This week, the Interagency Bison Management Plan reported that more than 1,400 Yellowstone National Park bison have been killed this winter season. The estimated herd size was about 6,000 animals at the start of the season.
Numbers contained in the latest report show that 1,089 bison were taken by tribal hunters and another 50 were taken by state hunters in Montana. 374 bison were captured and culled from the herd while 805 are being held for possible release back into the park. 282 more are being held for the bison transfer program to be sent to tribal bison ranges once the animals are declared brucellosis-free. In total, about 2,318 bison were removed from the herd this winter, though the 805 now held near Gardiner could be returned.
Heavy snow beginning early this winter drove large numbers of the animals out of the park to lower elevations, in search of food. Park Superintendent Cam Sholly told MTN’s John Sherer earlier this winter that the park could support thousands more bison than the 6,000 estimated going into the winter. But, once the animals migrate out of the park, bison are subject to rules set by the state of Montana and are fair game for tribal and state hunters. Some years, when bison mostly stay in the park, the animals that do wander out are captured and either sent to slaughter or held for transfer to tribal bison ranges.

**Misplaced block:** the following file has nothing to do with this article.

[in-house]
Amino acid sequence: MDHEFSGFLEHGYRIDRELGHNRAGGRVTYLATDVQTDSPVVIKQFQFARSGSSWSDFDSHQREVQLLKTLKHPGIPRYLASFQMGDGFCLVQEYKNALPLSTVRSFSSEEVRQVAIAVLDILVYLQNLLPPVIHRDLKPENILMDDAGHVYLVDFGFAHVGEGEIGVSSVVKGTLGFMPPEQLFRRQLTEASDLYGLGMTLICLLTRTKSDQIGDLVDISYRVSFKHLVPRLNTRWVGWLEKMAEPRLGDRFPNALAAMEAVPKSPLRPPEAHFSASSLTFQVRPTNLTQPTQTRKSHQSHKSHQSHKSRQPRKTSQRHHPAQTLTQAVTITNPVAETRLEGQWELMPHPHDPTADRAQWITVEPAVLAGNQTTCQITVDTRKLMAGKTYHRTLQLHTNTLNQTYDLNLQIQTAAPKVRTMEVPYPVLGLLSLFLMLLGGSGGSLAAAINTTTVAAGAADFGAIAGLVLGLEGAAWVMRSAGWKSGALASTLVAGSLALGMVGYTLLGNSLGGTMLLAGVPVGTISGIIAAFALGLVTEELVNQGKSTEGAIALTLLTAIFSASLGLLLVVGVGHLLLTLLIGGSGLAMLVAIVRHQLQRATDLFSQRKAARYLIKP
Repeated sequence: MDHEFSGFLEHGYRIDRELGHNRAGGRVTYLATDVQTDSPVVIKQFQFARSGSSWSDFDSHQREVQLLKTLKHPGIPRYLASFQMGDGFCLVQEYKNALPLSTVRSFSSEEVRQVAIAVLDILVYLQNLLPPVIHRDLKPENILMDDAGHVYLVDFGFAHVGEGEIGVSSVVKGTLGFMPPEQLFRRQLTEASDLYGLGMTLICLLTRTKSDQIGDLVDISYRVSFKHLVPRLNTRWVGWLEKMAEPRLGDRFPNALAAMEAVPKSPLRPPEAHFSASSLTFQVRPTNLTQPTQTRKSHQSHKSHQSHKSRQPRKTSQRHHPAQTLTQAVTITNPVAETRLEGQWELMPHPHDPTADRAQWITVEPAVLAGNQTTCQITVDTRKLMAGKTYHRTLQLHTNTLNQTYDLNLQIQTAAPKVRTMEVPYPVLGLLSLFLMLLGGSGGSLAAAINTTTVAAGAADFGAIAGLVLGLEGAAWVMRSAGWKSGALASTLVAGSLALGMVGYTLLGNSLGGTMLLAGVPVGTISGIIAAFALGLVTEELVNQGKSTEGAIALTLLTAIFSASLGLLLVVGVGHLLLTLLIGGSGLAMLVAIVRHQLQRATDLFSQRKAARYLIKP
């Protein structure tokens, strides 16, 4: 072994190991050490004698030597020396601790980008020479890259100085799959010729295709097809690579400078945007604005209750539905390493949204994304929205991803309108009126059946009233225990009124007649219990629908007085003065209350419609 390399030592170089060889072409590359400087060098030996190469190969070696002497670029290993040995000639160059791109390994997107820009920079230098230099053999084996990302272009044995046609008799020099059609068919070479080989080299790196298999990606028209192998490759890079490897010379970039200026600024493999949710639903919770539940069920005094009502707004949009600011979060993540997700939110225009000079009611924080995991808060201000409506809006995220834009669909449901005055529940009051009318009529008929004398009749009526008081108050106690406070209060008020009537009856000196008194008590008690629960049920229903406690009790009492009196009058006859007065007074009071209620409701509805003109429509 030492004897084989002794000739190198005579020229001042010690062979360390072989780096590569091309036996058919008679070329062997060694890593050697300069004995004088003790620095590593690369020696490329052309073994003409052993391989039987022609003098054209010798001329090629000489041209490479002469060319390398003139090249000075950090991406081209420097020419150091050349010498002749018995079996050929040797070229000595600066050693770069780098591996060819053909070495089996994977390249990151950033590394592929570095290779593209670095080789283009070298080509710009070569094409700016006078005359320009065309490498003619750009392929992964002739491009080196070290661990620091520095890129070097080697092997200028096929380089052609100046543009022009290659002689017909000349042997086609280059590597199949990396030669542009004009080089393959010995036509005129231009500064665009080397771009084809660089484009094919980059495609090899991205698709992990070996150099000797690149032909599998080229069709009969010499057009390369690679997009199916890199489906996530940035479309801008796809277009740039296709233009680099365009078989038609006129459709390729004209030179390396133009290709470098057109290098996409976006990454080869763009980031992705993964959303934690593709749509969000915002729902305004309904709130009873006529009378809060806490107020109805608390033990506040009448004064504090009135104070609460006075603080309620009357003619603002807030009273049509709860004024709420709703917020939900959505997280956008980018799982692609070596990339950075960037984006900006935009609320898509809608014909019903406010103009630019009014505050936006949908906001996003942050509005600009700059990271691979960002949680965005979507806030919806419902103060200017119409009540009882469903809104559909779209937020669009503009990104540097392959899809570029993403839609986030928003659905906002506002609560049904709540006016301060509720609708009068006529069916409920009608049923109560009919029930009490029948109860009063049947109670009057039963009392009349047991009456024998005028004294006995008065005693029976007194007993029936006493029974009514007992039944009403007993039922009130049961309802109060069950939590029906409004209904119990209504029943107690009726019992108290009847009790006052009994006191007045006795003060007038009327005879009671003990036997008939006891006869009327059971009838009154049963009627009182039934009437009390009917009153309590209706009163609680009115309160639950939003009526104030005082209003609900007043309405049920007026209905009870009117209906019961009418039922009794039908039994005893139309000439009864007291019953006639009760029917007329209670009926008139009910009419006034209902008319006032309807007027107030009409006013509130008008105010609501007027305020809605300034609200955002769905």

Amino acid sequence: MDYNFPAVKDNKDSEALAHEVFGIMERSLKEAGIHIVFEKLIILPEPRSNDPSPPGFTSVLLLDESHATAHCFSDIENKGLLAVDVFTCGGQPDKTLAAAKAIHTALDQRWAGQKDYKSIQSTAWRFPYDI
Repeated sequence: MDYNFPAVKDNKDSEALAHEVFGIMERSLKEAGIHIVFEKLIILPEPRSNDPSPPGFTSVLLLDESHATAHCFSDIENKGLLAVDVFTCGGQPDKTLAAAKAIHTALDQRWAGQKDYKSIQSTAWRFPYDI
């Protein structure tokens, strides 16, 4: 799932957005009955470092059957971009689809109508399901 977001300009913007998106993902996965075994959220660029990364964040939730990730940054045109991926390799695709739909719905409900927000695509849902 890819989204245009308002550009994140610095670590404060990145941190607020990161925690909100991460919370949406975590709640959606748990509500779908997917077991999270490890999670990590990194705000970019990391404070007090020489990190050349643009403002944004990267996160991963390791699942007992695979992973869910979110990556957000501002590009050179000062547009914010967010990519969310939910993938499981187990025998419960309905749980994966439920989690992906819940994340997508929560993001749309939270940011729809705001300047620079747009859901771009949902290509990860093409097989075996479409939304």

As MTN reported in February, animal activists and some residents who live near the park have been speaking out against the large numbers of animals taken by hunters this season. Tribal leaders point to the hunt as a traditional practice that is guaranteed by long-held treaties with the United States Government. The tribal hunts are highly regulated and closely monitored by tribes, the state of Montana, and federal game wardens.